Heather (Aprox. June 20)

HEATHER LORE

  • Tree of the Summer Solstice (Aprox. June 20)
  • Latin name: Calluna vulgaris
  • Celtic name: Ura (pronounced: Oor’ uh)
  • Folk or Common names: Common Heather, Ling, Scottish Heather
  • Parts Used: herb, flowering shoots.
  • Herbal usage: Heather’s flowering shots are used to treat insomnia, stomach aches, coughs and skin problems. The plant, used fresh or dried,  strengthens the heart and raises blood pressure. It is slightly diuretic and a Heather Tea is often prescribed in cases of urinary infections. Heather is  sometimes used in conjunction with corn silk and cowberries.
  • Magical History & Associations: Heather is associated with the sun, and with the planet of Venus. Its color is resin colored and its element is  water. Heather’s bird is the lark, and its animal association is the honey bee. In ancient times the Danes brewed a powerful beer made from honey and  Heather. And for centuries the heather flowers have also been a special beverage to the bee, who in return creates delightful Heather honey! Its stones are  amethyst, peridot, and amertine – and it is a feminine herb. The herb is sacred to many Goddesses: Isis, Venus-Erycina, Uroica, Garbh Ogh, Cybele, Osiris,  Venus, Guinevere, and Butes among them. White Heather was considered unlucky by Scottish loyalists because of its connection with the banishment of Bonny  Prince Charles. Haether is the home to a type of Fey called Heather Pixies. Like other Pixies, the Heather Pixies have clear or golden auras and delicate,  translucent wings. But these faeries are attracted specifically to the moors and to the Heather which covers them. They are not averse to human contact, but  they don’t seek them out. They have a pranksterish nature.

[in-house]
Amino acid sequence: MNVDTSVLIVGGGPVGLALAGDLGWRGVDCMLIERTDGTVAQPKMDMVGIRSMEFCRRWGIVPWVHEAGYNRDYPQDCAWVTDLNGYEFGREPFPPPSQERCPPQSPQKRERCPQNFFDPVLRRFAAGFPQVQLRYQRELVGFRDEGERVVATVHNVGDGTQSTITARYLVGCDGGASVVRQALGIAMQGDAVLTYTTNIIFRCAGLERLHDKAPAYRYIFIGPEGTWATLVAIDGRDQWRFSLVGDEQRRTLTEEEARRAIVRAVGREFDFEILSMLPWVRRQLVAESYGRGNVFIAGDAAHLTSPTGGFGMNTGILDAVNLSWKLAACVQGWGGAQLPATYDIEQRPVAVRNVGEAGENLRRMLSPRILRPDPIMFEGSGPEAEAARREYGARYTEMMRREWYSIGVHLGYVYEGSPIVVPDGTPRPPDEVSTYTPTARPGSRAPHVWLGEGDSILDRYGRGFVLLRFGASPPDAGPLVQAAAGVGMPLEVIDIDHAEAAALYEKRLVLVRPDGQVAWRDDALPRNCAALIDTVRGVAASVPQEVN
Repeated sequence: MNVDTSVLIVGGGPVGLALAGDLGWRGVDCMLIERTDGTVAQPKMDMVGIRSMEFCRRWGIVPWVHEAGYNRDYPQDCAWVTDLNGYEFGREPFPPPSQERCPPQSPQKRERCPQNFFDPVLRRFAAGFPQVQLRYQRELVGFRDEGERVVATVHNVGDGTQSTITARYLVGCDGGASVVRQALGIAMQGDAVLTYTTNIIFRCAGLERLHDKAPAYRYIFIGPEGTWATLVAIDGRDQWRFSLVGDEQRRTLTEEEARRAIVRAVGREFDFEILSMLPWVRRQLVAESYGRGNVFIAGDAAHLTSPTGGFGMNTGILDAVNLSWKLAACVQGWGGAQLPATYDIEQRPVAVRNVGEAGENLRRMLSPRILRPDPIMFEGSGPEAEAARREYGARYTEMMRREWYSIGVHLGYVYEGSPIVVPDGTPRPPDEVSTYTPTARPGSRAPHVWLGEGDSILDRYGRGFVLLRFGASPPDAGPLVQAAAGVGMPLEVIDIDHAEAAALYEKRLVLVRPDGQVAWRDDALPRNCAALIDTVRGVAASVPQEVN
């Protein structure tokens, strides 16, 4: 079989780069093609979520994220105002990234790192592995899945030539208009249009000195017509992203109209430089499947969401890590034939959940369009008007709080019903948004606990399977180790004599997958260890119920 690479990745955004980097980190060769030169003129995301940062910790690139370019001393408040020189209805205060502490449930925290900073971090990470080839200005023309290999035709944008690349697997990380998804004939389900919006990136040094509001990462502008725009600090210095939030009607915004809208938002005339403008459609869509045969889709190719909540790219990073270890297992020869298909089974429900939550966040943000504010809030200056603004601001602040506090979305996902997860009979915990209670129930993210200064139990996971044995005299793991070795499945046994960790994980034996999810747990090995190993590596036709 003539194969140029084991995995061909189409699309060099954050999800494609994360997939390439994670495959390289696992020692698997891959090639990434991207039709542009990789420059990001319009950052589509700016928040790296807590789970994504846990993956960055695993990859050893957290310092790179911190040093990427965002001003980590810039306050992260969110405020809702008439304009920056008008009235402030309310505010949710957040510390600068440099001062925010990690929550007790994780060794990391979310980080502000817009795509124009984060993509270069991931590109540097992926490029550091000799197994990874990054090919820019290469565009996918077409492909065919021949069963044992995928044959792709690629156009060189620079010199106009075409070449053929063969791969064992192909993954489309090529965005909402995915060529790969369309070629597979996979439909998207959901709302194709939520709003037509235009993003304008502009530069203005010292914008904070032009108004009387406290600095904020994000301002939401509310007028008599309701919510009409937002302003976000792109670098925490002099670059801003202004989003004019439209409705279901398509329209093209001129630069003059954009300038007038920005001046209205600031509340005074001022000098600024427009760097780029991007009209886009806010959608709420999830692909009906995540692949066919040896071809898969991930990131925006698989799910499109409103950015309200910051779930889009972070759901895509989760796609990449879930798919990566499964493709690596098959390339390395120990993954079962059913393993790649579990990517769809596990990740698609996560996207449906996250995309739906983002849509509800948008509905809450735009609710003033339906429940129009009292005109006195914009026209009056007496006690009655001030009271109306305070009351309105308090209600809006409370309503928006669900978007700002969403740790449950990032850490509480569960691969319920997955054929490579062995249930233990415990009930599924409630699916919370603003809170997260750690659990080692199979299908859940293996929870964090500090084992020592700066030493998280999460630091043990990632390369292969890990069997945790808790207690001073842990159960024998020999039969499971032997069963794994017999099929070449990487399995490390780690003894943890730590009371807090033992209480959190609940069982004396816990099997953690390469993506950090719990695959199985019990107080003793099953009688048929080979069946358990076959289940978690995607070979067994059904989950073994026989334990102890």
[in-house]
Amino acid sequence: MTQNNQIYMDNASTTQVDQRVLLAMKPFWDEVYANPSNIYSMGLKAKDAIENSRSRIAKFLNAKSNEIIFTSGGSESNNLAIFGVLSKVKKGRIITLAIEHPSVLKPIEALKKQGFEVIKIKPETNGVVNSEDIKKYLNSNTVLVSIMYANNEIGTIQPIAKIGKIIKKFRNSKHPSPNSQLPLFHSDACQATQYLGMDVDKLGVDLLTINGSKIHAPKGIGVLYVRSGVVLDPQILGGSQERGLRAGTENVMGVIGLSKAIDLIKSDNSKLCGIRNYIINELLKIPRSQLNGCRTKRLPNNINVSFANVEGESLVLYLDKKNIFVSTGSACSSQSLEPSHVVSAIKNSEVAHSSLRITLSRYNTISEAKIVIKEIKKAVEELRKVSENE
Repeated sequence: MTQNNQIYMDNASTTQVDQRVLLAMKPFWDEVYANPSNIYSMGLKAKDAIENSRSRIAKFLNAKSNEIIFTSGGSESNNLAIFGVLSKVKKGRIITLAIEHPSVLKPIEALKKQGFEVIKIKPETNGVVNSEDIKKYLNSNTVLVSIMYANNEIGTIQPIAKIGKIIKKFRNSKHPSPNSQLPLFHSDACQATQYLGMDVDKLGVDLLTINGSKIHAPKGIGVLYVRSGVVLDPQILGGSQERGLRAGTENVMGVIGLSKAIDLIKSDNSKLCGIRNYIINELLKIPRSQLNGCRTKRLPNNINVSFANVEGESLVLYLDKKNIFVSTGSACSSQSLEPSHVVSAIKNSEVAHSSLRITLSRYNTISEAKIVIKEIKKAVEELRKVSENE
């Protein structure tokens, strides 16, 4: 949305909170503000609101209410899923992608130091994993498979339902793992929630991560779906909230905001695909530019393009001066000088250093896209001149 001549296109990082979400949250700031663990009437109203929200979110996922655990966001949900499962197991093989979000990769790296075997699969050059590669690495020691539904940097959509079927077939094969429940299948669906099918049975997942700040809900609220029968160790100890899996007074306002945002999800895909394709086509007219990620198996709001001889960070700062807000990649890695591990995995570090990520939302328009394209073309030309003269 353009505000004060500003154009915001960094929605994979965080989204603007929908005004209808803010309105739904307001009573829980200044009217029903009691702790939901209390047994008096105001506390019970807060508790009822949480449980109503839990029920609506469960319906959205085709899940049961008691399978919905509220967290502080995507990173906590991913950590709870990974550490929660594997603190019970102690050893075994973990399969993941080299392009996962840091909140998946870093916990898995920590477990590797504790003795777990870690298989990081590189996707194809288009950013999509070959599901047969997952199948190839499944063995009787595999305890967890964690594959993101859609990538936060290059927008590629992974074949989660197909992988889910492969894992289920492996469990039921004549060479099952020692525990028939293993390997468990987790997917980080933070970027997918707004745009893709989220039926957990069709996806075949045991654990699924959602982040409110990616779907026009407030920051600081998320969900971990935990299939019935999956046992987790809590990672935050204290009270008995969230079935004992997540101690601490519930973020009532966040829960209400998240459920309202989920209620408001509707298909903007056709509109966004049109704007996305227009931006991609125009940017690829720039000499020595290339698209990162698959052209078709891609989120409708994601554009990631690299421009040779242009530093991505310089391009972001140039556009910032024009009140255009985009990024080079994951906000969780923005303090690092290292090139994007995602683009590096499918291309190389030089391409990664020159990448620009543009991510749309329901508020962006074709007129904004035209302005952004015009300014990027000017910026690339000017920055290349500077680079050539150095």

• Magickal usage: Heather is sacred to the Summer Solstice. Heather is used for magick involving maturity, consummation, general luck, love, ritual power,  conjuring ghosts, healing, protection, rain-making and water magick. Charms made with Heather can be worn or carried as protection against danger, rape and  other violent crimes. This flower represents good fortune and Heather can also be carried as a lucky charm. It was believed that wearing the blossom  associated with your month of birth would bring exceptionally good luck – therefore people born in the month of Heather (August) should carry White Heather,  for even better luck throughout the year. Legend has it that a gift of white Heather brings luck to both the giver and the receiver, wheras red Heather is  said to have been colored by heathens killed in battle by Christians, so is less lucky. Heather is associated with secrets from the Otherworld. A sprig of  white Heather placed in a special place of silence and meditation has the power to conjure ghosts, haints or spirits. After picking a piece of white Heather  at midnight, place it in a glass of river water in the darkest corner of your home. Sit and think of a departed loved one and it is said that the loved ones  shadow will visit you. Heather is said to ignite faery passions and open portals between their world and our own. Heather represents solitude because it  thrives in wide open spaces, and Faeries who enjoy living in such undisturbed places are said to feast on the tender stalks of Heather. The Fae of this  flower are drawn to humans who are shy. Heather is useful for Solitary healing work (going within). Heather, if used along with Mistletoe, creates powerful  healing medicine in both spiritual and physical aspects. Heather can be used at Midsummer to promote love – carry red Heather for passion or white Heather  for cooling the passion of unwanted suitors. If you give someone a gift of Heather it means: ‘Admiration’. A charm bag filled with Heather can be  carried for decreasing egotism or self-involvement. As a water herb, Heather is very useful in weather magick. When burned outdoors with Fern, the herbal  smoke of Heather attracts rain. Bouquets of Heather and Fern can also be dipped in water to call rain.